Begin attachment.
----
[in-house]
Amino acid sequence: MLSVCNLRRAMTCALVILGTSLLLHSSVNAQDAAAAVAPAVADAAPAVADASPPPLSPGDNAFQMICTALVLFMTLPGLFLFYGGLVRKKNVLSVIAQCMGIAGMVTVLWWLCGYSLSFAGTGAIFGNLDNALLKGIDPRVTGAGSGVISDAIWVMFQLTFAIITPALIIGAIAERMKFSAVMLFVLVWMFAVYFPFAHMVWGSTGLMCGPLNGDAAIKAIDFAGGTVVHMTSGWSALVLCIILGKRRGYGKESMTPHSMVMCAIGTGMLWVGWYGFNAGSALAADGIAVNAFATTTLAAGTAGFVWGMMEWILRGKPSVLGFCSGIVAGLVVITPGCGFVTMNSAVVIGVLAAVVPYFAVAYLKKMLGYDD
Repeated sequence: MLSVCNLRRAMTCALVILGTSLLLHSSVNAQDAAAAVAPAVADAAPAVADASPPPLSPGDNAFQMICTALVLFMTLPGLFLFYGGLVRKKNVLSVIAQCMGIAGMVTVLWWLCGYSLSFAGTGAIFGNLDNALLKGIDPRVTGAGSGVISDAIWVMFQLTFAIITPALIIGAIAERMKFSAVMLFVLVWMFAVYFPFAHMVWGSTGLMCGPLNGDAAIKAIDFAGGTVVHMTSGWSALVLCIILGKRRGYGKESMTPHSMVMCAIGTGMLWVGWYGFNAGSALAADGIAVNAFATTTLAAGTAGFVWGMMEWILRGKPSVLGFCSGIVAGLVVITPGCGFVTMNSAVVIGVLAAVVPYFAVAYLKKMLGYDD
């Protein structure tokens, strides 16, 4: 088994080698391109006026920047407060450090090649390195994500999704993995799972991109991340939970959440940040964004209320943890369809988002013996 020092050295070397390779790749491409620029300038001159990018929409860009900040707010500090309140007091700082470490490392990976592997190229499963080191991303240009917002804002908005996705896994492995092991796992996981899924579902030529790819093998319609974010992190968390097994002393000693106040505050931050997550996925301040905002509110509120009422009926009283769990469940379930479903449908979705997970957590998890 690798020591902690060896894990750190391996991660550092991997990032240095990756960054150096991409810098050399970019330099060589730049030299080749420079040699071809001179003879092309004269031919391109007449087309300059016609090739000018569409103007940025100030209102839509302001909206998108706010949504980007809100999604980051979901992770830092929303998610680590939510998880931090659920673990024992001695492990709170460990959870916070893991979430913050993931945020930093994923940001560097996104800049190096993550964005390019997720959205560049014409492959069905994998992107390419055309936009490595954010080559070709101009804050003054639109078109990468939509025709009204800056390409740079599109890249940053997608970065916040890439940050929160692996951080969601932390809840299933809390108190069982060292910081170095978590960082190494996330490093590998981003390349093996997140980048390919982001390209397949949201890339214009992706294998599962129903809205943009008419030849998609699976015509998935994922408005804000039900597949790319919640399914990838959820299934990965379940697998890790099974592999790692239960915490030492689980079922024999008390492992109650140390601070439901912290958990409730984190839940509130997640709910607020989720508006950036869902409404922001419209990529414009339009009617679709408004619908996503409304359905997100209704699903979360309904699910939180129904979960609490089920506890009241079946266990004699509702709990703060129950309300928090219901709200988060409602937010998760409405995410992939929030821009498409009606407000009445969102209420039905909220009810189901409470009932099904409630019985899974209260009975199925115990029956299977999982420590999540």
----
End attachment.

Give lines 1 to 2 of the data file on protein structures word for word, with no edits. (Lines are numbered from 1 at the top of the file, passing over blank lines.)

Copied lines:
[in-house]
Amino acid sequence: MLSVCNLRRAMTCALVILGTSLLLHSSVNAQDAAAAVAPAVADAAPAVADASPPPLSPGDNAFQMICTALVLFMTLPGLFLFYGGLVRKKNVLSVIAQCMGIAGMVTVLWWLCGYSLSFAGTGAIFGNLDNALLKGIDPRVTGAGSGVISDAIWVMFQLTFAIITPALIIGAIAERMKFSAVMLFVLVWMFAVYFPFAHMVWGSTGLMCGPLNGDAAIKAIDFAGGTVVHMTSGWSALVLCIILGKRRGYGKESMTPHSMVMCAIGTGMLWVGWYGFNAGSALAADGIAVNAFATTTLAAGTAGFVWGMMEWILRGKPSVLGFCSGIVAGLVVITPGCGFVTMNSAVVIGVLAAVVPYFAVAYLKKMLGYDD